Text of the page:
Critics frame him as "the stupid man's smart person." For millions of fans, Peterson whitewashes ultra-conservative beliefs with academic-sounding bluster, framing disaffected young men as mythic-grade heroes who have been undermined by modern liberalism and its loose moral structure.
Take Sisyphus as an icon of masculine identity: see the stalwart, self-sacrificing, Adonic man on his hill, the hulking burden of his rock, and his never-ending tread.
How does he go on? Albert Camus once assessed, "One must imagine Sisyphus happy." But why?
Jordan Peterson is a clinical psychologist who has reportedly sold over a million copies of his 2018 self-help book, 12 Rules for Life: An Antidote to Chaos. In little more than a year, Peterson went from teaching at the University of Toronto, where he'd publish his lectures online to a meager audience, to edifying 1.5 million (mostly male) YouTube subscribers about their own Sisyphean struggles.
He is one of the most notable members of the "intellectual dark web (I.D.W.)," an online cohort of talking heads who moralize under the guise of critiquing society and self-aggrandize by generating backlash for their ultra-conservative views. They publish videos, lectures, and essays as standalone iconoclasts, untarnished by political correctness, leftist agendas, the dogma of logic, or common sense. The I.D.W. sprouted from frustration over outrage culture and domineering progressivism they found on college campuses. As an alternative, this guild of pseudo-philosophers offer themselves as mythical founders of their own tribe of unorthodox thinkers. They stand firm against "radical left-wing identity politics" that spread the "liberal fallacy" that meaning can be found in a multiplicity of perspectives rather than one doctrine of truth.
In particular, Peterson's school of thought features the dangers of identity politics, the natural order of patriarchy, and the claim that postmodernism is nothing more than "neo-Marxism" in disguise, which, on its own, means... nothing. That said, it's safe to assume he means "cultural marxism"—the pseudo-academic term used by the alt-right to slander any and all social progress that subverts the supremacy of male, white, western culture.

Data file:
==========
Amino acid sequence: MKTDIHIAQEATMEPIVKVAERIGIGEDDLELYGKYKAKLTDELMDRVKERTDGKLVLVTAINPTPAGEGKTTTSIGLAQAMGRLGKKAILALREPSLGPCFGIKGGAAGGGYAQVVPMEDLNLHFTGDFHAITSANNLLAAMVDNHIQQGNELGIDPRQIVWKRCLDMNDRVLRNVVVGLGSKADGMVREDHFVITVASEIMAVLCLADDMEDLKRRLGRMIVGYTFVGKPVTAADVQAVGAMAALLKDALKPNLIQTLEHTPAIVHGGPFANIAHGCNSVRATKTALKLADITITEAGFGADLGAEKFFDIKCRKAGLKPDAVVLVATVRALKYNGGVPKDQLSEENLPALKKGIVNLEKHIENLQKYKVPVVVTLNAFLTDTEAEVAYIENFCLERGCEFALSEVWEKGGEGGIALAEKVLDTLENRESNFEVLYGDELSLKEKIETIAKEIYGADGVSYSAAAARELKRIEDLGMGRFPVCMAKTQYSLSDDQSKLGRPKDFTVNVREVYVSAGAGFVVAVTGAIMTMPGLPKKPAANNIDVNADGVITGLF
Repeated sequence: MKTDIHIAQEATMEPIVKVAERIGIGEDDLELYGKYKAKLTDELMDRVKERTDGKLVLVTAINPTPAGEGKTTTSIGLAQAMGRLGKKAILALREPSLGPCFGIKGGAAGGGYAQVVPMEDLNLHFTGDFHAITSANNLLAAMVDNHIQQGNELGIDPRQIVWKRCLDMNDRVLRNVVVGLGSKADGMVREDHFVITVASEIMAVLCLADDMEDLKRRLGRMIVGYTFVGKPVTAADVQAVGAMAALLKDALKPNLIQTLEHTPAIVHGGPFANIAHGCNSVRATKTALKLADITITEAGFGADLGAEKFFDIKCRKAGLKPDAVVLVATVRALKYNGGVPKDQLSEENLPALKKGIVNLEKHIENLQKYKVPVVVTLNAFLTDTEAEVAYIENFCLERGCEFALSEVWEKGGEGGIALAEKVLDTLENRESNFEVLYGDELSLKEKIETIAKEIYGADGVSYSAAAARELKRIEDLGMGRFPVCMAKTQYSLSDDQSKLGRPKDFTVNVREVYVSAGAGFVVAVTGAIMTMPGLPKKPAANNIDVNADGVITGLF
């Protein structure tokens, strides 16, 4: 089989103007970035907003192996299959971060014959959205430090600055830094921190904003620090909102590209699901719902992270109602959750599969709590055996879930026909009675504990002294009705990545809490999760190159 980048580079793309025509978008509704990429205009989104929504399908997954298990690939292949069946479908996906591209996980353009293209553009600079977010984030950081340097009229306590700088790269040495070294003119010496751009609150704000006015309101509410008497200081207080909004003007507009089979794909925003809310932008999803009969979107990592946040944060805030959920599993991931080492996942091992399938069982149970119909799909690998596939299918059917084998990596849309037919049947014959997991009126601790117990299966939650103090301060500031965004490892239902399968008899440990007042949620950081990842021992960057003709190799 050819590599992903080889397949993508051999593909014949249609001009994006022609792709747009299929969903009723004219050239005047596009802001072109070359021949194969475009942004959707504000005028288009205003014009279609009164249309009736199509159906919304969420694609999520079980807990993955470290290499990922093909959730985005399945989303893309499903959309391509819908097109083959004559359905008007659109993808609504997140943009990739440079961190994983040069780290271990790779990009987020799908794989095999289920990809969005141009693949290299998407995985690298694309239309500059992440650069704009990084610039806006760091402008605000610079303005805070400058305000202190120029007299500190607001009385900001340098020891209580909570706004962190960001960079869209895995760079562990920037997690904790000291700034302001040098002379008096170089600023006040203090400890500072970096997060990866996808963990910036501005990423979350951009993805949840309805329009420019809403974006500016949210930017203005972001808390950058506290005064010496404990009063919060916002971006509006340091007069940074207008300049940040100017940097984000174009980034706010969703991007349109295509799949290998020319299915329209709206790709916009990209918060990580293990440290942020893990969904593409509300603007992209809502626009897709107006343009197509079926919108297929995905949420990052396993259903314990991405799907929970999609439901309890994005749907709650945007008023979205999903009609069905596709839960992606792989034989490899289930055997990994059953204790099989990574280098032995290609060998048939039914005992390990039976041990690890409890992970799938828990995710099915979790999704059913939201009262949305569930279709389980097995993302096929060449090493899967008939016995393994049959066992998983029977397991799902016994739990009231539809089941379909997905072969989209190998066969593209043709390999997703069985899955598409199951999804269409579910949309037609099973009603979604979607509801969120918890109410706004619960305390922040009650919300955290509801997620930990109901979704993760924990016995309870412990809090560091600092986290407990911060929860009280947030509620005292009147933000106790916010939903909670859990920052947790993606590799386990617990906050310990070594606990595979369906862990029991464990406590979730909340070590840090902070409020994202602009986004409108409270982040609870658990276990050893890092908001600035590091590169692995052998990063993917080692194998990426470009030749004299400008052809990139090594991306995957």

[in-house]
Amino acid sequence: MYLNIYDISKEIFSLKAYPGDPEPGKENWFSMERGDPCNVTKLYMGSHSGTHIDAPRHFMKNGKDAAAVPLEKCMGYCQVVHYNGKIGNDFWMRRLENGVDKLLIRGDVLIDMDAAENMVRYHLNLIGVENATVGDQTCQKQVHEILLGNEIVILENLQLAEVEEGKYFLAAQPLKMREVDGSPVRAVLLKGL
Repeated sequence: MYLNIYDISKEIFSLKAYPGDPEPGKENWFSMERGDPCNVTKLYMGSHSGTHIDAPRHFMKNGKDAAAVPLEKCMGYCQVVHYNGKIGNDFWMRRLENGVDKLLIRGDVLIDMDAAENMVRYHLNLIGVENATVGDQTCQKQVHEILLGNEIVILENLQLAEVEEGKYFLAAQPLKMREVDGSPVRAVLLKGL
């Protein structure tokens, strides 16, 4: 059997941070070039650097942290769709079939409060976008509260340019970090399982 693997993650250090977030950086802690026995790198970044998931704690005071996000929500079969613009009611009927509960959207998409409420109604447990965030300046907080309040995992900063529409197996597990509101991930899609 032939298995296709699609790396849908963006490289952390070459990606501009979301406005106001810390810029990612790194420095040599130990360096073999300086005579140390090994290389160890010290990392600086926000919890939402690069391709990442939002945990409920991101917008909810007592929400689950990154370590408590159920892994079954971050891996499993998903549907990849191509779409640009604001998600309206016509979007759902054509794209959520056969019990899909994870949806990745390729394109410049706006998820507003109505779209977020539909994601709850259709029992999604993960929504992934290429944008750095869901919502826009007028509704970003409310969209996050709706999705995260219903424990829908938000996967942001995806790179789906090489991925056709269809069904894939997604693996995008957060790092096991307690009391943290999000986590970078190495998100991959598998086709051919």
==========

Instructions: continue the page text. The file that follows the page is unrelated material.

Peterson's quick rise to internet fame was launched by a video series railing against "social justice warrior, left-wing radical political activists" dominating campus culture and threatening freedom of speech. The crux of the three-part lecture was protesting Canada's C-16 bill, which forbade discrimination on the basis of gender identity or expression by prescribing the use of transgender persons' preferred pronouns. He claimed that the bill (which passed) set a "dangerous" precedent of transforming some citizens' opinions (like his own) into "hate speech." He protested, "I'm not using the words that other people require me to use. Especially if they're made up by radical left-wing ideologues."
Critics frame him as "the stupid man's smart person," as he whitewashes ultra-conservative beliefs with academic-sounding bluster. On feminism he says, "The idea that women were oppressed throughout history is an appalling theory." On Islamophobia, he says that's "a word created by fascists and used by cowards to manipulate morons." The very idea of white privilege is, according to the professor-turned-YouTube-philosopher, "a Marxist lie."